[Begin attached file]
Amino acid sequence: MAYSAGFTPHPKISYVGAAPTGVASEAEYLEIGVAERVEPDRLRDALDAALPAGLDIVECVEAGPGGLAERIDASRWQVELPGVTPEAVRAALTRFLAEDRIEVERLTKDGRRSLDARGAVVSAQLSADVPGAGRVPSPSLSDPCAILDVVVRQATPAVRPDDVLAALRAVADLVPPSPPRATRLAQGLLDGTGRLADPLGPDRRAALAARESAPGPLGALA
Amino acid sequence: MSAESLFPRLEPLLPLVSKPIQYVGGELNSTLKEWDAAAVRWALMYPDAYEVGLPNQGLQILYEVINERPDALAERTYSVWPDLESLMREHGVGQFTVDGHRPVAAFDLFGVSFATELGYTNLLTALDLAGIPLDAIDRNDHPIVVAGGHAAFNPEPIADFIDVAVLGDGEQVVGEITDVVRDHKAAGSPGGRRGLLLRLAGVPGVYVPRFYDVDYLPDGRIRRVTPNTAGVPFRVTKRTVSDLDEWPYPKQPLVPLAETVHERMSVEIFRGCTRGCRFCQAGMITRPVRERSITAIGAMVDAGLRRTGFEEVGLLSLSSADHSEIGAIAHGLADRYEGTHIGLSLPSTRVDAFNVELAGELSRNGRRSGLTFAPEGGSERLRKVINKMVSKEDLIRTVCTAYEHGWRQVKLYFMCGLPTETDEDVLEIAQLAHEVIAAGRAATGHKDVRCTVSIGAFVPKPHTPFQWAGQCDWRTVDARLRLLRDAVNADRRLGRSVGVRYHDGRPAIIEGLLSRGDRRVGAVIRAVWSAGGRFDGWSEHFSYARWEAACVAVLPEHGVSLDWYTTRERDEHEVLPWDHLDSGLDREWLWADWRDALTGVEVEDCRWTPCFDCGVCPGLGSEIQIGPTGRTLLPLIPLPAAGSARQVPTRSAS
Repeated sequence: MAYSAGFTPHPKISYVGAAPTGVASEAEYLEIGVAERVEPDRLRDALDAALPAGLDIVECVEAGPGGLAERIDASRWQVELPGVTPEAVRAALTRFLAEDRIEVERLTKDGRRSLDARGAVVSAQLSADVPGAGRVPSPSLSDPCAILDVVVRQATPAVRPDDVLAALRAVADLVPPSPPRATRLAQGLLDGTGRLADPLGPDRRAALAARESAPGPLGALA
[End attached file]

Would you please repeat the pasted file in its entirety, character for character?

Amino acid sequence: MAYSAGFTPHPKISYVGAAPTGVASEAEYLEIGVAERVEPDRLRDALDAALPAGLDIVECVEAGPGGLAERIDASRWQVELPGVTPEAVRAALTRFLAEDRIEVERLTKDGRRSLDARGAVVSAQLSADVPGAGRVPSPSLSDPCAILDVVVRQATPAVRPDDVLAALRAVADLVPPSPPRATRLAQGLLDGTGRLADPLGPDRRAALAARESAPGPLGALA
Amino acid sequence: MSAESLFPRLEPLLPLVSKPIQYVGGELNSTLKEWDAAAVRWALMYPDAYEVGLPNQGLQILYEVINERPDALAERTYSVWPDLESLMREHGVGQFTVDGHRPVAAFDLFGVSFATELGYTNLLTALDLAGIPLDAIDRNDHPIVVAGGHAAFNPEPIADFIDVAVLGDGEQVVGEITDVVRDHKAAGSPGGRRGLLLRLAGVPGVYVPRFYDVDYLPDGRIRRVTPNTAGVPFRVTKRTVSDLDEWPYPKQPLVPLAETVHERMSVEIFRGCTRGCRFCQAGMITRPVRERSITAIGAMVDAGLRRTGFEEVGLLSLSSADHSEIGAIAHGLADRYEGTHIGLSLPSTRVDAFNVELAGELSRNGRRSGLTFAPEGGSERLRKVINKMVSKEDLIRTVCTAYEHGWRQVKLYFMCGLPTETDEDVLEIAQLAHEVIAAGRAATGHKDVRCTVSIGAFVPKPHTPFQWAGQCDWRTVDARLRLLRDAVNADRRLGRSVGVRYHDGRPAIIEGLLSRGDRRVGAVIRAVWSAGGRFDGWSEHFSYARWEAACVAVLPEHGVSLDWYTTRERDEHEVLPWDHLDSGLDREWLWADWRDALTGVEVEDCRWTPCFDCGVCPGLGSEIQIGPTGRTLLPLIPLPAAGSARQVPTRSAS
Repeated sequence: MAYSAGFTPHPKISYVGAAPTGVASEAEYLEIGVAERVEPDRLRDALDAALPAGLDIVECVEAGPGGLAERIDASRWQVELPGVTPEAVRAALTRFLAEDRIEVERLTKDGRRSLDARGAVVSAQLSADVPGAGRVPSPSLSDPCAILDVVVRQATPAVRPDDVLAALRAVADLVPPSPPRATRLAQGLLDGTGRLADPLGPDRRAALAARESAPGPLGALA